Updating my websites has given me reason to update my business cards, so last week I ordered a new set from Moo. The reason I chose Moo is that they offer Printfinity — the ability to print a series of images on your business cards. I loved the idea of being able to carry and give away my portfolio, but I wasn’t so sure about the reality of the implementation. Would the cards look good and properly show off my artwork? To answer that question, I decided to bite the bullet and get some. The answer, as it so happens, is a resounding YES. I will apologize now for the quality of the photograph above; I took it with my cell phone camera. Please feel free to click on it, however, to see a larger view of the cards laid out.
Ordering and customizing the cards was easy; if you’ve designed anything on the web you should have no trouble with their interface. I found it slightly disappointing that I couldn’t customize both sides of the cards; I would have loved to have had the information for each image printed on the back, along with my contact information. Even being able to vary the color of the back randomly would have been nice, but there are always limits. I chose to get rounded corner cards (as you can see in the image); I find that sharp corner cards tend to get banged up and don’t end up looking quite as nice. The cards are expensive — even with the free shipping code from signing up for their newsletter my design came out to be about $0.48 per card! That’s about 2.5x as much as the cards I’d gotten from VistaPrint, although those cards were all identical. (To be clear, the price I paid for each set was almost identical — $48-ish — but at Vistaprint I got 250 cards whereas at Moo I got 100.) Even considering the cost, I was excited; not only was I getting new cards, but they would (hopefully) be varied enough that I could use them as a talking point.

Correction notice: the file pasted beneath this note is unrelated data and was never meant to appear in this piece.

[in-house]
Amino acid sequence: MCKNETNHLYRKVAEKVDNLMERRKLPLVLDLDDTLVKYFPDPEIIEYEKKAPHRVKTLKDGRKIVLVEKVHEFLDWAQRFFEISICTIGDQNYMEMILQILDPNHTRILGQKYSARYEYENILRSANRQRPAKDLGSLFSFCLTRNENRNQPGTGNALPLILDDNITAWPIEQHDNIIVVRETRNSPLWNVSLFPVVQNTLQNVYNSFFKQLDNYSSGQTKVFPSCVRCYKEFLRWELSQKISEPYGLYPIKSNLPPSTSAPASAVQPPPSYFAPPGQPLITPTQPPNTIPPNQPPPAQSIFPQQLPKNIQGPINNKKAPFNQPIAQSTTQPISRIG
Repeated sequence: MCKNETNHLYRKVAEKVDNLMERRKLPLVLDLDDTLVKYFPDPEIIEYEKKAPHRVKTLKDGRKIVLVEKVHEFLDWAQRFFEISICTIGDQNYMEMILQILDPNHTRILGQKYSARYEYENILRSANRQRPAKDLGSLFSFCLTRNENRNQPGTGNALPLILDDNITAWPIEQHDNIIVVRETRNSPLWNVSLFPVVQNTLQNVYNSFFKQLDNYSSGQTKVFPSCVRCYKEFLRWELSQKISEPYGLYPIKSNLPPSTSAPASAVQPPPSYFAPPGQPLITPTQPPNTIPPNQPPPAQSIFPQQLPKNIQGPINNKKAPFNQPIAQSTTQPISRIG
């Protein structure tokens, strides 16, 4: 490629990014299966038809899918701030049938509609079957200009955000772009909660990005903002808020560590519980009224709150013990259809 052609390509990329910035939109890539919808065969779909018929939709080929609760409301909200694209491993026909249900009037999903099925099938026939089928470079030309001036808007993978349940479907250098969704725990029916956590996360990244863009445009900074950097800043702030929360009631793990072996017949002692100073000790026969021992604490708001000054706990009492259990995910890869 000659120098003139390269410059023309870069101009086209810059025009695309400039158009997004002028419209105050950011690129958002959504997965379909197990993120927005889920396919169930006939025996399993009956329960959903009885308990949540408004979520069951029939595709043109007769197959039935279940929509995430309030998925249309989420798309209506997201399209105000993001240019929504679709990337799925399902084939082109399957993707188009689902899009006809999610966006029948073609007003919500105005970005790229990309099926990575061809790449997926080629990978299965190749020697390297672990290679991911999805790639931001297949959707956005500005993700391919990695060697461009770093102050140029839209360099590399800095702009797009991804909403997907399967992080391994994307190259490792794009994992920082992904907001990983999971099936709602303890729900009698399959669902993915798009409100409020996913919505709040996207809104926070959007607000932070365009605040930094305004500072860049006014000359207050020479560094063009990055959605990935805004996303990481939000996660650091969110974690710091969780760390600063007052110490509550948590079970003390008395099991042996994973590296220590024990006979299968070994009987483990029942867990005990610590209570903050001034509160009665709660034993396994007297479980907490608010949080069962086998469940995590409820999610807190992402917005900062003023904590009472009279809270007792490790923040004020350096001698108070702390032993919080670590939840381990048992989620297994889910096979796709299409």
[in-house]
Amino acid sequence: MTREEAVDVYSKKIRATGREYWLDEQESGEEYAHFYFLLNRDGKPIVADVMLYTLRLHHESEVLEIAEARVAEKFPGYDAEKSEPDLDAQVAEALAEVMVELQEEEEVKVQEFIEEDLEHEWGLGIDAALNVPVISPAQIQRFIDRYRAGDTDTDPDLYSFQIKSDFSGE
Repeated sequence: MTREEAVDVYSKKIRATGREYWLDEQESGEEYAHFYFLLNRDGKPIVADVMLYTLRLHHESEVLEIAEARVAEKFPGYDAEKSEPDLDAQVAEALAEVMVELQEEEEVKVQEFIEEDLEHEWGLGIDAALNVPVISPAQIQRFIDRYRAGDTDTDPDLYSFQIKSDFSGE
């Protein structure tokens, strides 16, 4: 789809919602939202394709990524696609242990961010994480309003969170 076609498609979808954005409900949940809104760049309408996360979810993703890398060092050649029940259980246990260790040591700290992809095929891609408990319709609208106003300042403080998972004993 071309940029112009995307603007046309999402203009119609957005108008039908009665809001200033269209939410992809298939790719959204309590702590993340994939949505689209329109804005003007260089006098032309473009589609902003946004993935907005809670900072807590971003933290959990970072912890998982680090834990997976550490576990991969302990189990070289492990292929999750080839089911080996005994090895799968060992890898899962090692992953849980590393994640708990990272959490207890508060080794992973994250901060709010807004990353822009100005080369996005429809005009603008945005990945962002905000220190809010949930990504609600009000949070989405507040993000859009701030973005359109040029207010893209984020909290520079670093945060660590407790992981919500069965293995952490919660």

The cards themselves arrived today via USPS padded envelope. Inside I found two small but sturdy black boxes; inside those, my new business cards. My first impression on holding and handling them was “did I order playing cards or business cards?!” The cardstock is thick and sturdy; it has enough weight to feel substantial, but not so much as to feel like a hunk of cardboard. The images printed beautifully, and the cards are coated with a smooth glossy finish that reminds me strongly of playing cards. (Having researched making my own playing cards I have a deep appreciation for how much work has gone into perfecting that coating; I may have a new avenue to consider now if I ever decide to design a card game.) The cards themselves are slightly wider and slightly shorter than standard business cards, but not so much as to be immediately noticeable. Overall I’m extremely impressed with the quality of the materials and the printing. I’d been a little bit hesitant to hand out my previous business cards; I have a feeling that I won’t be able to hang onto these.
Pros: A striking lineup of varied, beautiful, high quality business cards
Cons: Expensive compared to traditional business card printing
Bottom Line: The quality alone is probably worth the price difference, but if you’re a visual artist you just can’t go wrong. These cards will make an amazing impression.
If you’d like to try their stuff for yourself, you can get 10% off by using my affiliate link. (Yes, I will get a small kickback if you’re a new customer purchasing through the links here.) If you’re in the Lancaster, PA area and you’d like to see my cards, feel free to drop me a line. I’d also love to hear about your experiences with Moo in the comments below!